People listen to music to fulfill a variety of needs such as emotional comfort, social bonding, and leisurely enjoyment (Brown, 2006; Wang, Peterson, & Morphey, 2007). The concept of how music preferences are formed has called into question biological predispositions and social conformity (Carpentier, Knobloch, & Zillmann, 2003; Schäfer & Sedlmeier, 2010), however parental influence on choosing music preferences has largely been ignored. The impact of parental music preferences and the strength of the parent-child relationship on children’s music choices can help lead to new information about how parents can be a positive role model for their children in other lifestyle choices that may have persisting consequences. The study by Wang, Peterson, and Morphey (2007) showed that although seventh grade students made short-term decisions such as clothing style and music preference from the influence of their peers, they made decisions with long-term consequences such as alcohol use and smoking from the influence of their parents. The purpose of this study is to examine the role of parent-child bonding and parental music preferences and if there is a relationship to how children choose the music they enjoy.
Music preference has a large impact on our everyday lives, whether it is music we choose to listen to, the song on a television commercial, or the song that comes on the radio while driving to and from work. The age-old question of whether music preference determines behavior or behavior determines music preference then comes into question. The type of music listened to can be a determinant of behavior. Our behaviors then lead to associations with the song and the associations, whether good or bad, then lead to whether or not the music selection is preferred. Parents can play a role in creating these associations by pairing good or bad responses with different types of behaviors in their children.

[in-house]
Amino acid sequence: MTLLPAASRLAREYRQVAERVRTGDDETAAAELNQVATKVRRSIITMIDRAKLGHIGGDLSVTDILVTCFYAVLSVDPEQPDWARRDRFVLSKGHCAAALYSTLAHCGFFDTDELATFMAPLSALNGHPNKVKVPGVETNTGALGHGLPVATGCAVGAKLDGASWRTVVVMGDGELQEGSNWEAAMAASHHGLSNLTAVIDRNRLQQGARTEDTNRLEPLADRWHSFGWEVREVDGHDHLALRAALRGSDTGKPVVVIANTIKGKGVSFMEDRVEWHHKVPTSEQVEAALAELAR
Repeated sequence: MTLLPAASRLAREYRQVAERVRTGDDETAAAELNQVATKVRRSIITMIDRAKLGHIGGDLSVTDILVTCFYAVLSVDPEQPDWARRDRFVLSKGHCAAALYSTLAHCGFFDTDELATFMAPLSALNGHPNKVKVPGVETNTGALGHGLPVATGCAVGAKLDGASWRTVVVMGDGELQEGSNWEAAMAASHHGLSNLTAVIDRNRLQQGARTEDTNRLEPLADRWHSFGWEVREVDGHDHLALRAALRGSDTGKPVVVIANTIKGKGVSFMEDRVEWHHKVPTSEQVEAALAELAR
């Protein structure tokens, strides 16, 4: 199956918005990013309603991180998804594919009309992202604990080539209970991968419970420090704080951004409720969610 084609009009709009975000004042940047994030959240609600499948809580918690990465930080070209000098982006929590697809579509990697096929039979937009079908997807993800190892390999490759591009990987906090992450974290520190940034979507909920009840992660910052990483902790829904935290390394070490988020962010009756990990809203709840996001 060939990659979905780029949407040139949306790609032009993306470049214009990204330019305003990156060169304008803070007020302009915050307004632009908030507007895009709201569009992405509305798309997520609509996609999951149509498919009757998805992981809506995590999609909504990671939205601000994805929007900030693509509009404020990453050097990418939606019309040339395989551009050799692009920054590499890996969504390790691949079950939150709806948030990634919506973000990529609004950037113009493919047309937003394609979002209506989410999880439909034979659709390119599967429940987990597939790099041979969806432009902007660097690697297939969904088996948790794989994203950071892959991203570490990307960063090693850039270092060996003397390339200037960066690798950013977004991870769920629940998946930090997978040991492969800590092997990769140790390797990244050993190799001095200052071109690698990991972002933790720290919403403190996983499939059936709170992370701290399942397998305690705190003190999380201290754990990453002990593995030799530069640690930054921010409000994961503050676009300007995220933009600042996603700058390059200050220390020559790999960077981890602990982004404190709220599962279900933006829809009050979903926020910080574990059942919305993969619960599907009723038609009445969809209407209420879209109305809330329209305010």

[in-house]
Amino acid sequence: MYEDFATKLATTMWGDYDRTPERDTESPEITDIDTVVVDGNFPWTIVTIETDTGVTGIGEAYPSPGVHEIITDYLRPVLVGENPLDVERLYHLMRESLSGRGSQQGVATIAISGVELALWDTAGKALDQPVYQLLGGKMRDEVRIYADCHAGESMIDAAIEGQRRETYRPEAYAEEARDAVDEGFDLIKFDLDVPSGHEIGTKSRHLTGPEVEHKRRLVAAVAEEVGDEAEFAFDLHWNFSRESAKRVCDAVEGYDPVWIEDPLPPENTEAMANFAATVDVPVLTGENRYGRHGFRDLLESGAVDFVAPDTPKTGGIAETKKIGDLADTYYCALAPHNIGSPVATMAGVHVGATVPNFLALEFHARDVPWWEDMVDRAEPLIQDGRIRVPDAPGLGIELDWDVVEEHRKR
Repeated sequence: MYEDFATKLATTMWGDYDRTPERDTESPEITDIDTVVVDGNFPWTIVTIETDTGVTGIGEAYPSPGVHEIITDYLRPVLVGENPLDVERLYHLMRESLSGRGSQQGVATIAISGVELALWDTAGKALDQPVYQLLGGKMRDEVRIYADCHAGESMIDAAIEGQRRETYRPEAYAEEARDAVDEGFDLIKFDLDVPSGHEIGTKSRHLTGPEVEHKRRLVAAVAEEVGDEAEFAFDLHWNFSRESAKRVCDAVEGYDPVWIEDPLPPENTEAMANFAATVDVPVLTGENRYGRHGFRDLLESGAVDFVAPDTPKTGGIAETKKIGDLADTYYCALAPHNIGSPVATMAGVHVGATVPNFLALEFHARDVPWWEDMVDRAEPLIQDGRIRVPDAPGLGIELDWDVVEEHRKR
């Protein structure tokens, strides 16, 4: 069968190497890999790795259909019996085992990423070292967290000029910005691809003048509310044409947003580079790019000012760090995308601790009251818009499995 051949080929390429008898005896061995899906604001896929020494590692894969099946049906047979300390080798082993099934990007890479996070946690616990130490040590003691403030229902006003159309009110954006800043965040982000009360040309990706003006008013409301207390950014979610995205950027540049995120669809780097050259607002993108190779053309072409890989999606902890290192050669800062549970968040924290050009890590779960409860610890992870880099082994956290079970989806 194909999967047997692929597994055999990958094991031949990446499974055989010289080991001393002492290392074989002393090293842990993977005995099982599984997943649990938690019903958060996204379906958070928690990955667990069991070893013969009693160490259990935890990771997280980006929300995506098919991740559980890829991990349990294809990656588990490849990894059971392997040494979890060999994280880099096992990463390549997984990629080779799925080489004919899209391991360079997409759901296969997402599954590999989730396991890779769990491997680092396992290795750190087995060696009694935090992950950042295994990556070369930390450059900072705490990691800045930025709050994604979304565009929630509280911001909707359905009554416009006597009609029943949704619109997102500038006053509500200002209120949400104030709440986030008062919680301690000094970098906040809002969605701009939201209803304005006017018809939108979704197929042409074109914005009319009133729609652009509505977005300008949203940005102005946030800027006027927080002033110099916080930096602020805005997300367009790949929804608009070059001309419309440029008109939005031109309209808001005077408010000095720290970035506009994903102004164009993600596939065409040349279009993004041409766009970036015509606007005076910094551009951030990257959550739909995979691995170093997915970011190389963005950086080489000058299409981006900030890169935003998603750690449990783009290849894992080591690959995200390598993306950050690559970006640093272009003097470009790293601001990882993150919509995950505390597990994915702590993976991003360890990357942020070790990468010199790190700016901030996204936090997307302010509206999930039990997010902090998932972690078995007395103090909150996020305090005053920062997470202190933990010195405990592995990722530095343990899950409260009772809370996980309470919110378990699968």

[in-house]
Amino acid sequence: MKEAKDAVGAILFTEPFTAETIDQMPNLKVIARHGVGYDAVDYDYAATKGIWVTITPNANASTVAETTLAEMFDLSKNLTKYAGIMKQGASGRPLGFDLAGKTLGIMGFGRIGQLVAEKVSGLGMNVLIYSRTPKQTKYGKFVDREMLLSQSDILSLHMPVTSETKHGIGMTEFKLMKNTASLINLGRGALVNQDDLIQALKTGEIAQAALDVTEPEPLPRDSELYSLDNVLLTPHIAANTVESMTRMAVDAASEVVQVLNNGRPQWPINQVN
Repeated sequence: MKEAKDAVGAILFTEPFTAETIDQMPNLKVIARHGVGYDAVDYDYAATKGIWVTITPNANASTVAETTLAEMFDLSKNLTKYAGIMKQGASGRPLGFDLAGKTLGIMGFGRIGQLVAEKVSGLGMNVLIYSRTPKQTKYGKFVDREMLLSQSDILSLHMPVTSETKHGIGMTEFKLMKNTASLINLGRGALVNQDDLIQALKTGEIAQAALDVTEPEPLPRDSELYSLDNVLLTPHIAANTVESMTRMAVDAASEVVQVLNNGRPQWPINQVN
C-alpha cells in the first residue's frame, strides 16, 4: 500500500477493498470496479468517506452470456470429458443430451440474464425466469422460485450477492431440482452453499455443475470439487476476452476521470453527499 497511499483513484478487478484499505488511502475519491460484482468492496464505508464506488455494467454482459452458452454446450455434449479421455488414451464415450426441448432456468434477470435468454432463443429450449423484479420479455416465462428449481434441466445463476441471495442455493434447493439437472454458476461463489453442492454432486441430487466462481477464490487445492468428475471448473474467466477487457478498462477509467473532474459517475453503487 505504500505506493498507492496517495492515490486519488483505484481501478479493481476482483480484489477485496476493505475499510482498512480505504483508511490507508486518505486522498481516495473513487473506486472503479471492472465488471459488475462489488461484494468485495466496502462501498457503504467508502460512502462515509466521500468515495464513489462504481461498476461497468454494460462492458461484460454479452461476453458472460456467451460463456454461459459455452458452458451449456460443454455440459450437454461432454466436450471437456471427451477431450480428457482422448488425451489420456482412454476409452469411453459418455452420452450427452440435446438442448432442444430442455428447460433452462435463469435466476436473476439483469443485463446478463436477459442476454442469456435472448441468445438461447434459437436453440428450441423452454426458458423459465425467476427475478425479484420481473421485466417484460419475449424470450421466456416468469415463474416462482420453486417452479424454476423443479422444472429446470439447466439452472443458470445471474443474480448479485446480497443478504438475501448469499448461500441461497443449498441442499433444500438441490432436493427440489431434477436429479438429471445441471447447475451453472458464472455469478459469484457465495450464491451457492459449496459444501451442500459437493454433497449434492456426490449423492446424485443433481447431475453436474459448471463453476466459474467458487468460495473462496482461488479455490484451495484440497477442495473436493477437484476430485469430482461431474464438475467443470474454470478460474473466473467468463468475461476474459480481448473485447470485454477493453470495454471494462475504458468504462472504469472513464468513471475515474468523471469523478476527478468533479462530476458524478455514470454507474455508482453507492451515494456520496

Music and Behavior
Many studies have been done to find out if there is a relationship between music and behavior. The field of music therapy has come about as a way to help alter thinking patterns and behaviors by means of music. A study took place looking for influences from hip-hop on the behavior and thinking patterns of middle-school students (Brown, 2006). The students in this study reported that they did not think the content in the music they listen to has an effect on their behavior or lifestyle choices. However, a study by Schäfer and Sedlmeier (2010) reported different results. This study found that the music selection the listeners preferred the most was reported to represent the listener’s self-identity (Schäfer & Sedlmeier, 2010). The study by Craig (2009) reinforces this concept by exploring which type of emotional reactions deemed the song more meaningful. The results found that any song that elicited an emotional reaction was found more meaningful than a song that did not elicit an emotional reaction (Schäfer & Sedlmeier, 2010). ...